How general is knowledge?

Posted Thursday March 30, 2006 by John Gunders in |

Yesterday’s Higher Education Supplement contained the following snippet.

MARK who? Snitch hears a tute group at a research-intensive university had trouble getting across some fundamental political facts. The story goes that only five of the 19 students – all Australian – knew who Mark Latham was. We know the former Labor leader is yesterday’s pollie, but can this really be true?

Disturbing, but hardly unusual: anyone working at the coal-face of higher education will tell of a dramatic drop in levels of general knowledge and basic academic skills. It’s easy to point fingers (at the high schools, at the unis, and especially at the government) but that doesn’t do anything to address the problem, let alone explain it.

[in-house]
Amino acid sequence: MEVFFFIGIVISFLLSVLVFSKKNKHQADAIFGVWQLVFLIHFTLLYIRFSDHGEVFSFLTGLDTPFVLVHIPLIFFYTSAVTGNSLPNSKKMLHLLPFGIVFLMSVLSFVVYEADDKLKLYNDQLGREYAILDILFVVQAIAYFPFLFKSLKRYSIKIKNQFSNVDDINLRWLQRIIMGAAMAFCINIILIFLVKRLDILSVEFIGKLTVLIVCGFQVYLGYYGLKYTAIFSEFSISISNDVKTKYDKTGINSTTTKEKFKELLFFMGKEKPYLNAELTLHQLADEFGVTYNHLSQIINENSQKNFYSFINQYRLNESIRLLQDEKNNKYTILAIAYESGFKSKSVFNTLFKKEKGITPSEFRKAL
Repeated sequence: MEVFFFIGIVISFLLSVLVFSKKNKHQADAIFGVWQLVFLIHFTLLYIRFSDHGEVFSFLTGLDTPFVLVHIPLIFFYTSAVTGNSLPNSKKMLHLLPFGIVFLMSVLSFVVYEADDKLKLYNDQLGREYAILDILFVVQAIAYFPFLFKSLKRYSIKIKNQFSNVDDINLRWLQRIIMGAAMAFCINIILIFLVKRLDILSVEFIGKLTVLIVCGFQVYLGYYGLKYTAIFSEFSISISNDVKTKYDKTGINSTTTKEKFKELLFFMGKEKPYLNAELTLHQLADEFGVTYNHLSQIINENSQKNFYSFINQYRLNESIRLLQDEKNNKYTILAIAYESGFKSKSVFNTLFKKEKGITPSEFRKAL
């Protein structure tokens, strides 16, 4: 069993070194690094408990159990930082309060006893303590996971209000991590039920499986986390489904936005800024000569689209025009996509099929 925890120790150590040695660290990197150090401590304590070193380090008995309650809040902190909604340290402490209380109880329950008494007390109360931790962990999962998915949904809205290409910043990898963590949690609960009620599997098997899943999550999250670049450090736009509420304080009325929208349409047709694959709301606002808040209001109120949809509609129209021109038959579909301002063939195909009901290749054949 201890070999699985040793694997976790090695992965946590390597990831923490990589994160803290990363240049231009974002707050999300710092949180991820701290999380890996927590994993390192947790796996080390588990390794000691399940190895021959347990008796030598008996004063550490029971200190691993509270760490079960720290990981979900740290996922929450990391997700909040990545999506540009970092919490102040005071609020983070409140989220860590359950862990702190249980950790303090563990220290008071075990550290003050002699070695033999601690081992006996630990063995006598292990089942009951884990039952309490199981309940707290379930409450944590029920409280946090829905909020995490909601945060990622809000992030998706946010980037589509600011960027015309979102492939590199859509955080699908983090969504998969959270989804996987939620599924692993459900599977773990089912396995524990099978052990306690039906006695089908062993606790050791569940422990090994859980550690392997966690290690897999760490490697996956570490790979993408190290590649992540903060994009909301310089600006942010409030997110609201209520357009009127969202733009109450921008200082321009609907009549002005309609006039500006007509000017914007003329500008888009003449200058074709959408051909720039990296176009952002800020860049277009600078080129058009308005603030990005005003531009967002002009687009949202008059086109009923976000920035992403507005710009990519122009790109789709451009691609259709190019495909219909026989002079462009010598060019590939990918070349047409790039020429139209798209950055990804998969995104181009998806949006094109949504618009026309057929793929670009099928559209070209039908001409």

It is a statistic that is parallel to the almost complete absence of the 18 – 35 demographic from the readership of newspapers, or watchers of quality television. The new media proponents trumpet that today’s youth get their information from the internet, alternative media outlets, blogs, etc. Actually, you have to wonder whether they are getting information from anywhere.

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  1. Nick Caldwell writes:

    Posted: 30 03 2006 - 03:10 | Permanent link to this comment

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